The company can save on future healthcare costs. A study by Indiana University and Purdue University showed that almost 88% of medical claims are related to poor lifestyle. Along with structuring the workplace wellness program to address specific health issues, the benefits plan can be designed to target the identified health risks. While the employer will never have access to individual testing profiles, the screening company will provide a general report that indicates demographics about those that were tested, as well as areas of concern. With this information, the wellness program can focus on high-cost conditions. (Learn more in "Encouraging Employees to Achieve Healthy Eating and Fitness Goals in the Workplace".)
6. Better Outcomes
After receiving results from biometric testing, an employee may realize that he or she needs to make an appointment with a primary care provider. Biometric assessment is never meant to diagnose, but rather to provide information about possible health risks. Doctors are happy to meet with a patient who brings test results and is ready to discuss health risks and treatments. The earlier a condition is diagnosed, the better the outcome. Better outcomes lead to happier and more productive employees.
Wellness Testing Concerns
Although biometric screening offers many benefits, it is not without its critics. Before investing about $50 to $70 per employee for the tests, consider these points:
- Decide what the goals are for offering biometric screening. What will be accomplished? Determine if spouses and family members can participate in the program. After all, they contribute to healthcare costs as well as the employees. Some companies offer non-employees the opportunity to participate, at the cost of the screening. Others allow the blood test for a reduced fee.
- Look at the employee demographics to determine what tests should be offered. A young employee does not likely need a full battery of blood work. By testing every employee the same way, there can be unnecessary costs. Work with the screening provider to determine which assessments will be most useful to your employees.
- Biometric screening is meant to enhance a company wellness program, not replace it. Wellness programs succeed in lowering healthcare costs when they are ongoing, vibrant, and engaging. (Learn more in "7 Steps for Implementing a Workplace Wellness Program".) Promoting a healthy lifestyle should be part of the company culture, not an afterthought, so integrate the screening into the entire wellness program.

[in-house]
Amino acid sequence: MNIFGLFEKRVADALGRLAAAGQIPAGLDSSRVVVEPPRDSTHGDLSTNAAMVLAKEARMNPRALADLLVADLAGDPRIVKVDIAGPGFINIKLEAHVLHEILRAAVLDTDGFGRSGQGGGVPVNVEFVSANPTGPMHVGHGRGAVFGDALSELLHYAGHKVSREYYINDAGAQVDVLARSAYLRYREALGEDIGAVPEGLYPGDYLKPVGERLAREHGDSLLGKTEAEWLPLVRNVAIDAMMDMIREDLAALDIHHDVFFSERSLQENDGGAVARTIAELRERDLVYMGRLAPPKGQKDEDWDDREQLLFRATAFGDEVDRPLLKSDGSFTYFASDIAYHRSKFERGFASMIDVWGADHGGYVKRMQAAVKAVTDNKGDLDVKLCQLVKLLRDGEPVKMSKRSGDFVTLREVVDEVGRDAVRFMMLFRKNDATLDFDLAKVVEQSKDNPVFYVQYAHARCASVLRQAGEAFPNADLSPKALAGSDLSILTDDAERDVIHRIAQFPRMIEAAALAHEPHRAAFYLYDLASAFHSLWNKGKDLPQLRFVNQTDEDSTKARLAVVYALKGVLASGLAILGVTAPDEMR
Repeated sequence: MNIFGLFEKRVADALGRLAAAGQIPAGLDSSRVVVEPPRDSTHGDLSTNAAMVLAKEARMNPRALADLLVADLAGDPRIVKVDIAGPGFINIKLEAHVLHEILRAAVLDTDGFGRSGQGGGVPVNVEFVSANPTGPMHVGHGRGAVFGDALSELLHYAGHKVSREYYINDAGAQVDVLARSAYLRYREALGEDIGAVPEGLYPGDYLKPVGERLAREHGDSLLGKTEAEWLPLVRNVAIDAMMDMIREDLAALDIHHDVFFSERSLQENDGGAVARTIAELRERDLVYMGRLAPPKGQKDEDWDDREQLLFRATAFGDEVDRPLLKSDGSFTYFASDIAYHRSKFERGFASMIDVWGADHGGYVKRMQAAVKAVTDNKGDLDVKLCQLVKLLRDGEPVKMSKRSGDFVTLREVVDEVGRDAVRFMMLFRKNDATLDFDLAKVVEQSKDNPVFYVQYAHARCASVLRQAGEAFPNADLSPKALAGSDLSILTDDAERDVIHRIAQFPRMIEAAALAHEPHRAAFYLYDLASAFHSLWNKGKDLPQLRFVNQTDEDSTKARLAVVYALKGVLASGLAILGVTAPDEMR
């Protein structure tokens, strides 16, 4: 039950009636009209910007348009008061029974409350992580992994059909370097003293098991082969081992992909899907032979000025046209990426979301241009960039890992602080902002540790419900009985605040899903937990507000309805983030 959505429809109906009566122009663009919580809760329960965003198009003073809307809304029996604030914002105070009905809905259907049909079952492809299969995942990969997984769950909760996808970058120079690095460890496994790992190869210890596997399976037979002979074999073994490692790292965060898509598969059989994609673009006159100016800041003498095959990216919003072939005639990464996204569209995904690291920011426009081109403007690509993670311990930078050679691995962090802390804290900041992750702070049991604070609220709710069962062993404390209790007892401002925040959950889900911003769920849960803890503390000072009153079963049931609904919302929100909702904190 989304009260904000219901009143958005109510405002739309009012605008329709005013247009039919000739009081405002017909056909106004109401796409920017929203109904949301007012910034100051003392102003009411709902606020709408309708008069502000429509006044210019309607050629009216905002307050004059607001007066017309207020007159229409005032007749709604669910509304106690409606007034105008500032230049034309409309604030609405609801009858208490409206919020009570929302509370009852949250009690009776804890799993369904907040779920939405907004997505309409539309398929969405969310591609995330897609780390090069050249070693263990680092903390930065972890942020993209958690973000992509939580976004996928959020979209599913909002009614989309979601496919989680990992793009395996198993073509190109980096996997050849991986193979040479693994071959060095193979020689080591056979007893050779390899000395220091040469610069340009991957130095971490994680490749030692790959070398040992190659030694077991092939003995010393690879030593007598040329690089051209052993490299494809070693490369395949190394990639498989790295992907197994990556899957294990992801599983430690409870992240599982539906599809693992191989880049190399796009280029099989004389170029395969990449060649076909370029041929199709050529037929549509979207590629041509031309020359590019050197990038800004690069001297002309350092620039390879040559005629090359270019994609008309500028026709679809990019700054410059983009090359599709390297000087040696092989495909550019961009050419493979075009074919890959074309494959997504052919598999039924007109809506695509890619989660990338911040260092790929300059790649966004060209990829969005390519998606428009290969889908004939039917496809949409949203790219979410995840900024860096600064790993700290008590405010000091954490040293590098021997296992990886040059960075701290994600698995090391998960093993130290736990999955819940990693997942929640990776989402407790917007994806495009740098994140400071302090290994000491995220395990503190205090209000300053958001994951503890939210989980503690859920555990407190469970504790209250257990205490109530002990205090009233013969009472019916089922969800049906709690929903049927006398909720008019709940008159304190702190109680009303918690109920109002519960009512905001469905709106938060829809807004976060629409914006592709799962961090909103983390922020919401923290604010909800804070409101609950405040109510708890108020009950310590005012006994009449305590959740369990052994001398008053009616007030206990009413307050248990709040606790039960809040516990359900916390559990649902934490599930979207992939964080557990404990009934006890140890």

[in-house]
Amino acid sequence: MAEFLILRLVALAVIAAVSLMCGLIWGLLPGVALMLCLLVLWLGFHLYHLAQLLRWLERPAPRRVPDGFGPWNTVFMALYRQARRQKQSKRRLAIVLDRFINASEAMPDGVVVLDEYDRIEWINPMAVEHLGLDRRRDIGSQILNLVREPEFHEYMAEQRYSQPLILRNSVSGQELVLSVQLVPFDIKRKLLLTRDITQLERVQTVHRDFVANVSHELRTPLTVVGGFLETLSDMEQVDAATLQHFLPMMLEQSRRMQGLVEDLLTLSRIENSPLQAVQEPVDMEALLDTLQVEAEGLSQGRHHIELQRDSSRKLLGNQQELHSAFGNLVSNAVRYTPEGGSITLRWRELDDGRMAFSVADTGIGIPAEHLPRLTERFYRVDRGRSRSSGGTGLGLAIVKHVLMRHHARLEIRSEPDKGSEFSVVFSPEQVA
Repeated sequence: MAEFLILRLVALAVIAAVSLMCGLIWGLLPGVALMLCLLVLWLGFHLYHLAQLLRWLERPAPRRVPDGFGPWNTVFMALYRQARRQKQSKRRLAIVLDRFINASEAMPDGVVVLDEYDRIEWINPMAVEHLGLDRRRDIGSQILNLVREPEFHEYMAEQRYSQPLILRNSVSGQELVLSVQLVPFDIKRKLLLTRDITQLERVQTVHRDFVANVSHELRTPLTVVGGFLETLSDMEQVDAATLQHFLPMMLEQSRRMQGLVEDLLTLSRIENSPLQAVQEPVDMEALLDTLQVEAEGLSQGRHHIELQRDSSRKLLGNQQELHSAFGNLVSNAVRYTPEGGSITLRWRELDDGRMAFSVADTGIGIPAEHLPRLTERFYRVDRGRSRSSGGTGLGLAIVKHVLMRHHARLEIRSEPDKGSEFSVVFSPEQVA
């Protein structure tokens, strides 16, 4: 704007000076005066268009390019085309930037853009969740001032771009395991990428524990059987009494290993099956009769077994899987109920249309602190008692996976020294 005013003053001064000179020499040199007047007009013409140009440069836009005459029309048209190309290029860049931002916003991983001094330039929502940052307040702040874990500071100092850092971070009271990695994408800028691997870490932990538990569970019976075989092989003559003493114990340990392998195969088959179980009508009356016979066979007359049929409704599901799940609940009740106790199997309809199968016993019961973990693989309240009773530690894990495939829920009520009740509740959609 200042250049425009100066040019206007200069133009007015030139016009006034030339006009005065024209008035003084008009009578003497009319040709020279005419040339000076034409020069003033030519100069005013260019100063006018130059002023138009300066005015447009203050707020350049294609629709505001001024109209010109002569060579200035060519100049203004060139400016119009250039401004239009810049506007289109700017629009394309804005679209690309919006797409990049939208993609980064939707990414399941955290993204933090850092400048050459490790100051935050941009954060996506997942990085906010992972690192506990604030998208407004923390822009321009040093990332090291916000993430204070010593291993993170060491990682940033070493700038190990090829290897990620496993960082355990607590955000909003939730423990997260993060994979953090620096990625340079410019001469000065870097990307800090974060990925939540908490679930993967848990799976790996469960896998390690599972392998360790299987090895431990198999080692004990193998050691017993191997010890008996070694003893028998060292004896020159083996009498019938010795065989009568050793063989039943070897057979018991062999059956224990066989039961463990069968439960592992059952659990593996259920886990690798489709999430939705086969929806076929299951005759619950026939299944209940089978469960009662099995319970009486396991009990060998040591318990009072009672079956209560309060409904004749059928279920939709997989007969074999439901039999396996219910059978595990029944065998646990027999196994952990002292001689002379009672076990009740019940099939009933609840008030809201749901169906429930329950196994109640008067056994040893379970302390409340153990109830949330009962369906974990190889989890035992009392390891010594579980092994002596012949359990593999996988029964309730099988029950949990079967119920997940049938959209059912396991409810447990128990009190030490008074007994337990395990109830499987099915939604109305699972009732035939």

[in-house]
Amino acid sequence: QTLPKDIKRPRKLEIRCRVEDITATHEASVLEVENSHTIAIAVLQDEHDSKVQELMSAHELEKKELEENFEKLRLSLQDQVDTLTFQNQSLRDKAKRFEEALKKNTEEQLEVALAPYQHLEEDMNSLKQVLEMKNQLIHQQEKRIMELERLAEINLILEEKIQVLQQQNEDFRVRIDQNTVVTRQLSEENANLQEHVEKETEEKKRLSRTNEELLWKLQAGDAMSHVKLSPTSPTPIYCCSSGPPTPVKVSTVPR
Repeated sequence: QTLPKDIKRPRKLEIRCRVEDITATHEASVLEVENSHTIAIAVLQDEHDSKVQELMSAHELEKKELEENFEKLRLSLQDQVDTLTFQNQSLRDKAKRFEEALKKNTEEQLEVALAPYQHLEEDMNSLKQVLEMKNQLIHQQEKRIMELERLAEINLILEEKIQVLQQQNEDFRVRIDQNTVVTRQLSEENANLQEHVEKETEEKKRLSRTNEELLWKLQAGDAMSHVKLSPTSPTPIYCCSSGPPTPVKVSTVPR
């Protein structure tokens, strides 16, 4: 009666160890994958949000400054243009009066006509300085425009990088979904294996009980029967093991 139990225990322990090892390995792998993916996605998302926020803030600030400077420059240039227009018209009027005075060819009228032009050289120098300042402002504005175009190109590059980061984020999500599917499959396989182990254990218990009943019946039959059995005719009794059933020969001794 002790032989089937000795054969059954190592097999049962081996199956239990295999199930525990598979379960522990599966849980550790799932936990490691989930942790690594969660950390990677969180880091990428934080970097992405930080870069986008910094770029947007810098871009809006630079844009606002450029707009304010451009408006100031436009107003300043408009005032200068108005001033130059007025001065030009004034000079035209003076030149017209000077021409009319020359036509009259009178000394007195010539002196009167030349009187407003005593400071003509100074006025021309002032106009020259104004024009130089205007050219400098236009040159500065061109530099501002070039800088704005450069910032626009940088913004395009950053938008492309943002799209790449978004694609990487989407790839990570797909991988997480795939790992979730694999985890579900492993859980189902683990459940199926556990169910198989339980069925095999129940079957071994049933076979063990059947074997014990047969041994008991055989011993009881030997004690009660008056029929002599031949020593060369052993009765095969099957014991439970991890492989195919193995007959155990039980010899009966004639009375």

- Be prepared to take advantage of employee motivation that comes when test results are received (usually 7-10 days after testing, sent directly to the employee’s home). When the employee learns of possible risk factors, he or she will be receptive to specific programs that address the situation. Most programs that cover nutrition, weight loss, exercise, and lifestyle changes can be adapted to cover the most frequent risk factors: hypertension, heart disease, type 2 diabetes, and obesity. Do not neglect “the teachable moment.”
- Use the results to adapt the wellness program to the employees. Healthcare costs can only be reduced when employees are actively seeking to improve their at-risk medical situation. It will be important to keep content fresh and interesting. Don’t forget one-off topics, such as Managing Holiday Stress, Vaccination Reminders, or Summer Safety.
For companies that don’t have staff, time, or energy to create a wellness program, consider hiring an individual or vendor to manage everything. An Internet search will provide local resources; the vendor can design a program that fits your company culture, as well as your budget. The Society of Human Resource Management emphasizes the need for a well-planned and implemented program in order to be successful. A simple ROI calculator can get you started.
An investment in a workplace wellness program is also an investment in the health of your employees. When you support their efforts to make positive lifestyle changes, you will gain in every way: happier people, a committed workforce, and a “healthy” financial status.
Written by Suzanne Ball
Suzanne Ball is an experienced Registered Nurse with a Masters Degree in Health Sciences. She has worked in a variety of settings, including acute care, quality improvement, and research. She is a freelance writer who specializes in writing about medical and health topics.